After thinking about it a lot, I realized that I do know a few things about beginning. I mean, there was a moment when I sat down at a torch, with no clue, and made my first bead, right? No matter what it is you’re learning, whatever medium or form of expression you want to explore, you have to start somewhere. And starting with something that has personal meaning to you, that makes your heart happy when you make it or wear it... that’s the way to go.

And that is exactly how I feel with my amulets. I feel like I'm onto something BIG. Something that goes really deep and connects to who I am, right at the very core. And that's where the creative magic happens, you know?

Will they get better over time? Of course they will! It's just the beginning. But we have to celebrate the first steps too. They're important, and they're special.

Here’s one of the first amulet necklaces I made; designed to bring me inspiration and good creative energy. I’ve been wearing this one almost daily. I think it's working!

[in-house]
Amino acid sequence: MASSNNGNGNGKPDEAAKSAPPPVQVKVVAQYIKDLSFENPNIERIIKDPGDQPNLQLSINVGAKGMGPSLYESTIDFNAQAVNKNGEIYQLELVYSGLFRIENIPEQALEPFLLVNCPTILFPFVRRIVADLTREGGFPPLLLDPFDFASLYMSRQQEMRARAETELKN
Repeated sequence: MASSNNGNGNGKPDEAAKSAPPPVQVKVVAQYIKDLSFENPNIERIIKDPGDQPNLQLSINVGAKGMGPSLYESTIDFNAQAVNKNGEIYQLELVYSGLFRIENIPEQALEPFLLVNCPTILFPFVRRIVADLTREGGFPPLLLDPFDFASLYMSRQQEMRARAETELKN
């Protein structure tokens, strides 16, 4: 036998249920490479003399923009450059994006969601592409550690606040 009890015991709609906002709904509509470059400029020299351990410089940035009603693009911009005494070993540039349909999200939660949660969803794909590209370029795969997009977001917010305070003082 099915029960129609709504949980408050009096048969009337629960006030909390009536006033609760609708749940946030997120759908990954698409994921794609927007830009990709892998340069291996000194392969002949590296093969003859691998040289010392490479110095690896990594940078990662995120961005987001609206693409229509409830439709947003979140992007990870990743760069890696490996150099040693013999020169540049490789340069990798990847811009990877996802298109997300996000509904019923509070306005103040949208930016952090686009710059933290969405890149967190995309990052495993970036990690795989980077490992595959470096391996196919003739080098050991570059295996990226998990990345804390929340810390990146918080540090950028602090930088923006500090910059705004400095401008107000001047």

That's one of my mini pendants (right), an etched lampwork ring in the middle (I made that too), some gorgeous African beads, and a bit of hammered and wrapped copper wire.

I look forward to sharing more with you in future posts, but for today, I’ll leave you with another amulet necklace. Some of my own beads, a large recycled glass bead from Africa, river  // beach rocks, and bone. This one, for strength and courage:

Ok, and one more bead photo! Because I am after all, still a beadmaker at heart ;)

If you’d like to read more about my process, my inspirations, and how I became a beadmaker in the first place, Janine Lucas of Esfera Jewelry interviewed me >> here << a while back. She did a really fantastic job. I invite you to take a look!

Before I go, I’d like to say what a pleasure it is to join the group of talented artists who make Art Bead Scene what it is. Each and every one of them does amazing, inspiring work, and I’m honored and humbled to be part of such a great team!



f a c e b o o k : www.facebook.com/uglibeads
i n s t a g r a m : @jules_sontag